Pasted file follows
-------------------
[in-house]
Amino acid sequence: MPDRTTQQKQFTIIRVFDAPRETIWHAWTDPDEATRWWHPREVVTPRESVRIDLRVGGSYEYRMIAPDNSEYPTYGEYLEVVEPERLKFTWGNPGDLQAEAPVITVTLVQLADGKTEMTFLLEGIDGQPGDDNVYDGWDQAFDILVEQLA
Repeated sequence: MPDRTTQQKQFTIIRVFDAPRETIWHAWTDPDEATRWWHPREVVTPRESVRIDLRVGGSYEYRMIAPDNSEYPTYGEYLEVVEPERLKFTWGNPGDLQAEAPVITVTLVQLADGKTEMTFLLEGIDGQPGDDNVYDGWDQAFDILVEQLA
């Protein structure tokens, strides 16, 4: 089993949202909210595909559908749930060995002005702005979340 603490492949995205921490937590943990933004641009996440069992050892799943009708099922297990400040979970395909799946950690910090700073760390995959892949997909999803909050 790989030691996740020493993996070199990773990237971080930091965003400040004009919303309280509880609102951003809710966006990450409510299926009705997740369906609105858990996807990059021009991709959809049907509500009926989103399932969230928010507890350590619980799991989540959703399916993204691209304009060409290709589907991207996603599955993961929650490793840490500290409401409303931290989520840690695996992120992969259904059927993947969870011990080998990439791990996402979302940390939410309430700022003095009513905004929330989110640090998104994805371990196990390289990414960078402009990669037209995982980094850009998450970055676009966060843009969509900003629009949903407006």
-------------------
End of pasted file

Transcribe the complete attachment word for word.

[in-house]
Amino acid sequence: MPDRTTQQKQFTIIRVFDAPRETIWHAWTDPDEATRWWHPREVVTPRESVRIDLRVGGSYEYRMIAPDNSEYPTYGEYLEVVEPERLKFTWGNPGDLQAEAPVITVTLVQLADGKTEMTFLLEGIDGQPGDDNVYDGWDQAFDILVEQLA
Repeated sequence: MPDRTTQQKQFTIIRVFDAPRETIWHAWTDPDEATRWWHPREVVTPRESVRIDLRVGGSYEYRMIAPDNSEYPTYGEYLEVVEPERLKFTWGNPGDLQAEAPVITVTLVQLADGKTEMTFLLEGIDGQPGDDNVYDGWDQAFDILVEQLA
């Protein structure tokens, strides 16, 4: 089993949202909210595909559908749930060995002005702005979340 603490492949995205921490937590943990933004641009996440069992050892799943009708099922297990400040979970395909799946950690910090700073760390995959892949997909999803909050 790989030691996740020493993996070199990773990237971080930091965003400040004009919303309280509880609102951003809710966006990450409510299926009705997740369906609105858990996807990059021009991709959809049907509500009926989103399932969230928010507890350590619980799991989540959703399916993204691209304009060409290709589907991207996603599955993961929650490793840490500290409401409303931290989520840690695996992120992969259904059927993947969870011990080998990439791990996402979302940390939410309430700022003095009513905004929330989110640090998104994805371990196990390289990414960078402009990669037209995982980094850009998450970055676009966060843009969509900003629009949903407006």